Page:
Heartfulness is a key support of mindfulness practice. In my opinion, this is where we can begin effective mindfulness practice with our youngest ones. Asking a two year old to practice “intentional sitting” can be tricky all in itself. They will likely just take off in the opposite direction on you -at least that is what my twins do! But that’s where we call in our creative side. Tap into our personal interests and the interests of our child(ren). I’m not suggesting that you have to go all out with this creativity, but rather just use things that you already have around the house. Keep it simple. ;-)
Creating the Space: Imagine creating space in our week to explore all of the people that we love. We can do this in a special seated location, such as on a pillow, blanket or cushion that is made especially for our little one. To keep the toddler hands occupied, add in an object that is special to the child; a toy, stuffed animal, crystal rock, plant or picture. Join your child in the same fashion as you share a few intimate minutes together in this unique, special space made just for you.
We will likely need to model the first few times, but once the habit is rolling, we may just find that it becomes the best part of the week as we savor the sweetness of a child’s heart. Listing the many people that we love, sending happy thoughts to someone that we miss, giving all of the reasons why we love someone on our list... these are the moments that can make our hearts FULL and get us through the more challenging ones.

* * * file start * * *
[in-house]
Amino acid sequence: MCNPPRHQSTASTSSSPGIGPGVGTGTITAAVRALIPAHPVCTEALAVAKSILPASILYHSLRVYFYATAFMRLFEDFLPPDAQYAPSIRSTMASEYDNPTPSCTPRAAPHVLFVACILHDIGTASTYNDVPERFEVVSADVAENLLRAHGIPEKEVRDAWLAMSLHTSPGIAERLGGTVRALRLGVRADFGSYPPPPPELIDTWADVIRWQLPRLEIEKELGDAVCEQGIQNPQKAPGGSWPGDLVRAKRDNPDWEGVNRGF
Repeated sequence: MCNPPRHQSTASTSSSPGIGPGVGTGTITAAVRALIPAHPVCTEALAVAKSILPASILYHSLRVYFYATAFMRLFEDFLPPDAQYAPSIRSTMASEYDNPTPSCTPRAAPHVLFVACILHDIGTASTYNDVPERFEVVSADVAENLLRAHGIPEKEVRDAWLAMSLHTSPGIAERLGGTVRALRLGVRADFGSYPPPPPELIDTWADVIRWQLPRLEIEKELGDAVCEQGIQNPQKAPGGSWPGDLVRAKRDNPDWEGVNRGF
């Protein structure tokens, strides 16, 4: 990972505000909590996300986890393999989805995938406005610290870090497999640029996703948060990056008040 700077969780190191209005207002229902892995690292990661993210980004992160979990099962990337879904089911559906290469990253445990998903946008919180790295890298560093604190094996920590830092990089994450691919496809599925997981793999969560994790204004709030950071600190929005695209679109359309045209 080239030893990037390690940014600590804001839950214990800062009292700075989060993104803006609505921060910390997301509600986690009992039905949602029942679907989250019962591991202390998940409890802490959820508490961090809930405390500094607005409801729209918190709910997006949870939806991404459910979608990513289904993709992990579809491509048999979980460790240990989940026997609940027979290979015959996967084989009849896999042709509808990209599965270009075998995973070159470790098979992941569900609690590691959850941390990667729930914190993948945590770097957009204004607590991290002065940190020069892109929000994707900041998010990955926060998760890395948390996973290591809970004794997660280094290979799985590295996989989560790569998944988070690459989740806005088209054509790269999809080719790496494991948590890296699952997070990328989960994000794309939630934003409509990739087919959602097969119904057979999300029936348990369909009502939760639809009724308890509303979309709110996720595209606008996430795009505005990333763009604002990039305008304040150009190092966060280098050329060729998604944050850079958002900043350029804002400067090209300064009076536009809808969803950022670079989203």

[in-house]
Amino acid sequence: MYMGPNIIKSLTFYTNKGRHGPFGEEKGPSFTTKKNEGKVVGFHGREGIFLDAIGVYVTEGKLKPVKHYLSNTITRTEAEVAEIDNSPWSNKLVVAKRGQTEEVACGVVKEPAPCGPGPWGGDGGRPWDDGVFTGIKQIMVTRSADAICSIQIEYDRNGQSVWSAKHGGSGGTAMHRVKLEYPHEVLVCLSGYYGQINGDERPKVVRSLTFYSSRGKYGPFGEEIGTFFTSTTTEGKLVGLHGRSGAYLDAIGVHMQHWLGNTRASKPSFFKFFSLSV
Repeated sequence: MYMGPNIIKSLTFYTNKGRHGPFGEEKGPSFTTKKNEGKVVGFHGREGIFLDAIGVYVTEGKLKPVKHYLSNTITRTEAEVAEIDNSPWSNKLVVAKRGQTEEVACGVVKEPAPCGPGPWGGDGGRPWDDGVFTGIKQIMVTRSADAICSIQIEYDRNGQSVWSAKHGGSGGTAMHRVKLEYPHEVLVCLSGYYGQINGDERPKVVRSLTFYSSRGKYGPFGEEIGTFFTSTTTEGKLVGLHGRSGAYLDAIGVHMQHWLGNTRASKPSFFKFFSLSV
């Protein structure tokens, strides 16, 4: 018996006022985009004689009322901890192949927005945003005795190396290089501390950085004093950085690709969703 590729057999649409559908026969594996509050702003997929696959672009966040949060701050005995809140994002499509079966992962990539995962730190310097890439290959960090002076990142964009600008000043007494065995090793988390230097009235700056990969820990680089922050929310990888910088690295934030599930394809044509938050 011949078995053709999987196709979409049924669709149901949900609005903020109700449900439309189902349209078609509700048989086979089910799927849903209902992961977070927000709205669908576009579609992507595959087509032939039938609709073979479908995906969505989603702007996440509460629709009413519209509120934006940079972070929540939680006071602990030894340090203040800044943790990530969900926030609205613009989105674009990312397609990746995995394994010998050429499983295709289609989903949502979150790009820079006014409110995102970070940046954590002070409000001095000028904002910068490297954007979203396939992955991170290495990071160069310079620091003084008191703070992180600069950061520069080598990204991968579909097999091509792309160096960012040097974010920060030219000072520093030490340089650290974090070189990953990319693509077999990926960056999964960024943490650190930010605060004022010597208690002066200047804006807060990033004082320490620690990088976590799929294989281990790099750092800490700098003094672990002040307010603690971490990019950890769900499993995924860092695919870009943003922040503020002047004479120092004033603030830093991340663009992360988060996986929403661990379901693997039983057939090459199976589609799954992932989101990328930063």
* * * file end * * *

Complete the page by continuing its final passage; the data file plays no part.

Ever wonder about the scientific side of things? Emotional regulation is a key benefit of mindfulness. By creating this space in your week for heartfulness practice, you are strengthening the developing amygdala part of the brain that is responsible for emotional responses, as well as the prefrontal cortex that is responsible for making decisions in response to emotions. SOOOO, we are essentially training our child’s brain to pause after getting stepped on by a sibling and swinging back in response. Stimulus-Pause-Response. That’s a win in this house!!
Are We Passing Judgement With “Good Job?”
There was an article published on Scholastic.com not too long ago about the long-standing benefits of random acts of kindness. It is worth the five minutes to read. Why? Well, you may just change your language approach as I have with my little ones; not a complete overhaul, just some adjustments to consider.
Like many people, I have always been all about random acts of kindness and acknowledging them. It seriously makes my heart smile. But there are pieces that were missing from my acknowledgements; the action, the feeling and/or the why.
Here is an example from a recent experience with my Minis: Tomilyn watched as Ellie dropped her baby on the ground. Tomilyn ran over to pick up Ellie’s baby and hand it to her.
“Thank you, Tommie,” Ellie smiled.